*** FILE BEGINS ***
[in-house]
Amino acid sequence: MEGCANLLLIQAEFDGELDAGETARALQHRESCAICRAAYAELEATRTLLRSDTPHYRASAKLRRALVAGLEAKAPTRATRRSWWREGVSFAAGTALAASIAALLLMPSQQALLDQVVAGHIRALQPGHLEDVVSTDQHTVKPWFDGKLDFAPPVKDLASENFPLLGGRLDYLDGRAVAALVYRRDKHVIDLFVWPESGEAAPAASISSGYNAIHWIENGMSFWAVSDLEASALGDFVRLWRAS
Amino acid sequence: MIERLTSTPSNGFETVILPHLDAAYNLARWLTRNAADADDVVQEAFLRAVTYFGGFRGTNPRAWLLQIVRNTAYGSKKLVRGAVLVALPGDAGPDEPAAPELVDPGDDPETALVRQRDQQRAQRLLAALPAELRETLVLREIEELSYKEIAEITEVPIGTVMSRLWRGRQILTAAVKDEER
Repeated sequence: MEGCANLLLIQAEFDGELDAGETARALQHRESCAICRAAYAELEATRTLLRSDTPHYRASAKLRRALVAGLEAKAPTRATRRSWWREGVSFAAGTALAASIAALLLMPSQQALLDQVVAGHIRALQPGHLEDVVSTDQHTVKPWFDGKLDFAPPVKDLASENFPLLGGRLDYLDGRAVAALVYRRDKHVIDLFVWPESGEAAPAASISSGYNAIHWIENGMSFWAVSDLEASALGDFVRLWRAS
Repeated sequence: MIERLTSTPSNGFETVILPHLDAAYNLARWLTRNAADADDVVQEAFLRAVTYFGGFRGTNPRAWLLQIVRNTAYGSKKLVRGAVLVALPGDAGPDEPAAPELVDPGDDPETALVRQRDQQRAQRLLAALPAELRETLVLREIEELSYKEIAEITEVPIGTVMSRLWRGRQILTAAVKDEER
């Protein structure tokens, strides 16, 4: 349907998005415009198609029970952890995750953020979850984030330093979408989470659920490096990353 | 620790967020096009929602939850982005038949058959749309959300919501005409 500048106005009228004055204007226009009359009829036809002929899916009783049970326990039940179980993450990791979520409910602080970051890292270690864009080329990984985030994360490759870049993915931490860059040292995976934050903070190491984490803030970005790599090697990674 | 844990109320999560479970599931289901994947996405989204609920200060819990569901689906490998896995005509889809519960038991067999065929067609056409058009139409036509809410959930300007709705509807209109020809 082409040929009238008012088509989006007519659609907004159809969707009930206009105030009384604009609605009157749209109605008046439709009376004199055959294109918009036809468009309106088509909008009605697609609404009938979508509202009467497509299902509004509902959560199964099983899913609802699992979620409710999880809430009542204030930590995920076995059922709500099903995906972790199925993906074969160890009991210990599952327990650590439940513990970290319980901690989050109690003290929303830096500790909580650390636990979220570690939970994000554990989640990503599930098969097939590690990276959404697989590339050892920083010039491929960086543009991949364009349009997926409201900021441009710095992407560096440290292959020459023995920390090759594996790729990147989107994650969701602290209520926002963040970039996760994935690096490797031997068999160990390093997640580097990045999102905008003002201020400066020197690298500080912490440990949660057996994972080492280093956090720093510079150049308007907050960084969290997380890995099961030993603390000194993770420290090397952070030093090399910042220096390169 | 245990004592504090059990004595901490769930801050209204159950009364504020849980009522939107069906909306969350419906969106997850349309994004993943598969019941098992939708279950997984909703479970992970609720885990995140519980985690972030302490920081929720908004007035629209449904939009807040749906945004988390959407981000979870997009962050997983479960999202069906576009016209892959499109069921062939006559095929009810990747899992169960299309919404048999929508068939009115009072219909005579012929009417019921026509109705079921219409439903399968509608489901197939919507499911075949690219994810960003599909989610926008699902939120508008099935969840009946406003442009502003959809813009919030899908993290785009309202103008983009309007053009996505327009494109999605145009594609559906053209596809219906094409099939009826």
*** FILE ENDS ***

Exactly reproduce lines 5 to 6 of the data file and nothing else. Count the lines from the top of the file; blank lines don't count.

Repeated sequence: MIERLTSTPSNGFETVILPHLDAAYNLARWLTRNAADADDVVQEAFLRAVTYFGGFRGTNPRAWLLQIVRNTAYGSKKLVRGAVLVALPGDAGPDEPAAPELVDPGDDPETALVRQRDQQRAQRLLAALPAELRETLVLREIEELSYKEIAEITEVPIGTVMSRLWRGRQILTAAVKDEER
């Protein structure tokens, strides 16, 4: 349907998005415009198609029970952890995750953020979850984030330093979408989470659920490096990353 | 620790967020096009929602939850982005038949058959749309959300919501005409 500048106005009228004055204007226009009359009829036809002929899916009783049970326990039940179980993450990791979520409910602080970051890292270690864009080329990984985030994360490759870049993915931490860059040292995976934050903070190491984490803030970005790599090697990674 | 844990109320999560479970599931289901994947996405989204609920200060819990569901689906490998896995005509889809519960038991067999065929067609056409058009139409036509809410959930300007709705509807209109020809 082409040929009238008012088509989006007519659609907004159809969707009930206009105030009384604009609605009157749209109605008046439709009376004199055959294109918009036809468009309106088509909008009605697609609404009938979508509202009467497509299902509004509902959560199964099983899913609802699992979620409710999880809430009542204030930590995920076995059922709500099903995906972790199925993906074969160890009991210990599952327990650590439940513990970290319980901690989050109690003290929303830096500790909580650390636990979220570690939970994000554990989640990503599930098969097939590690990276959404697989590339050892920083010039491929960086543009991949364009349009997926409201900021441009710095992407560096440290292959020459023995920390090759594996790729990147989107994650969701602290209520926002963040970039996760994935690096490797031997068999160990390093997640580097990045999102905008003002201020400066020197690298500080912490440990949660057996994972080492280093956090720093510079150049308007907050960084969290997380890995099961030993603390000194993770420290090397952070030093090399910042220096390169 | 245990004592504090059990004595901490769930801050209204159950009364504020849980009522939107069906909306969350419906969106997850349309994004993943598969019941098992939708279950997984909703479970992970609720885990995140519980985690972030302490920081929720908004007035629209449904939009807040749906945004988390959407981000979870997009962050997983479960999202069906576009016209892959499109069921062939006559095929009810990747899992169960299309919404048999929508068939009115009072219909005579012929009417019921026509109705079921219409439903399968509608489901197939919507499911075949690219994810960003599909989610926008699902939120508008099935969840009946406003442009502003959809813009919030899908993290785009309202103008983009309007053009996505327009494109999605145009594609559906053209596809219906094409099939009826």